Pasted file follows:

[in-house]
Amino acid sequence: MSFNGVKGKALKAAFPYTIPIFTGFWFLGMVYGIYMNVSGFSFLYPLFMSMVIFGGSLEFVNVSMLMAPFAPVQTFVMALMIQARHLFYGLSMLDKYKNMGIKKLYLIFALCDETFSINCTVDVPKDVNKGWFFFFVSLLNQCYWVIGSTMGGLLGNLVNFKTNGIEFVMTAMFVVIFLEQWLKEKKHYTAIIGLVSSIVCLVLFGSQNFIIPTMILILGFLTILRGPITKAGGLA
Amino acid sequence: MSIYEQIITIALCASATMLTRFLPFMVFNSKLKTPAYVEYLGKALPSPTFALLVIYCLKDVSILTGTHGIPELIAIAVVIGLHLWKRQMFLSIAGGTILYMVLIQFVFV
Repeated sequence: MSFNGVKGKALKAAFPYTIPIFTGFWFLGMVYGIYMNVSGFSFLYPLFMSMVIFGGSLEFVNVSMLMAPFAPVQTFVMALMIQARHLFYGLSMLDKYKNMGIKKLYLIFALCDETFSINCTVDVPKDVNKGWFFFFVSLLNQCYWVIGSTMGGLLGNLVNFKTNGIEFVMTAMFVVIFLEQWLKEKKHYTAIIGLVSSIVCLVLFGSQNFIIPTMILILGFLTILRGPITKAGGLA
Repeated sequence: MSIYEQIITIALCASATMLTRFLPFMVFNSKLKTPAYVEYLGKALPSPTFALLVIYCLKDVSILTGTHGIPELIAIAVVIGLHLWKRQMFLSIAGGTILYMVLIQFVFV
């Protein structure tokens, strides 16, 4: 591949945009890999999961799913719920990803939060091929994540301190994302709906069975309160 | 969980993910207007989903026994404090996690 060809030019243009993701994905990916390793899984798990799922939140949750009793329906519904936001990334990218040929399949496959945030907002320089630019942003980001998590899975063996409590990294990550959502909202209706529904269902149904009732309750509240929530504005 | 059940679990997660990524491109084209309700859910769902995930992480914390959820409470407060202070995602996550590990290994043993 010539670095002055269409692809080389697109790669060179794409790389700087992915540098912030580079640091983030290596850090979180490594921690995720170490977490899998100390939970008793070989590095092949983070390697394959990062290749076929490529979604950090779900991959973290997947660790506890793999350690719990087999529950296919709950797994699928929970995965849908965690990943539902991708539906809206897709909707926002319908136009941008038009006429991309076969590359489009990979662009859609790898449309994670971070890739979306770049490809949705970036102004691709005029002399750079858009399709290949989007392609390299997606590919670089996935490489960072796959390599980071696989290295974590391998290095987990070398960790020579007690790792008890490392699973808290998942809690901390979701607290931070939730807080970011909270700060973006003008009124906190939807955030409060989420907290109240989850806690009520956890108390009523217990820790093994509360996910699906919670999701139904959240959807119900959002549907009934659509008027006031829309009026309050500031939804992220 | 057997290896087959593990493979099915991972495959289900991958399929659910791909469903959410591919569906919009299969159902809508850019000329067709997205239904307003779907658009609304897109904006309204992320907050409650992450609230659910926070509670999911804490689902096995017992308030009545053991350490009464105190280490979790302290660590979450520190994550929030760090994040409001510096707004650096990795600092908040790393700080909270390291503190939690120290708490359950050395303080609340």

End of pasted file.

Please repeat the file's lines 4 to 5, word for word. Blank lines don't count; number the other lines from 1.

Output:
Repeated sequence: MSFNGVKGKALKAAFPYTIPIFTGFWFLGMVYGIYMNVSGFSFLYPLFMSMVIFGGSLEFVNVSMLMAPFAPVQTFVMALMIQARHLFYGLSMLDKYKNMGIKKLYLIFALCDETFSINCTVDVPKDVNKGWFFFFVSLLNQCYWVIGSTMGGLLGNLVNFKTNGIEFVMTAMFVVIFLEQWLKEKKHYTAIIGLVSSIVCLVLFGSQNFIIPTMILILGFLTILRGPITKAGGLA
Repeated sequence: MSIYEQIITIALCASATMLTRFLPFMVFNSKLKTPAYVEYLGKALPSPTFALLVIYCLKDVSILTGTHGIPELIAIAVVIGLHLWKRQMFLSIAGGTILYMVLIQFVFV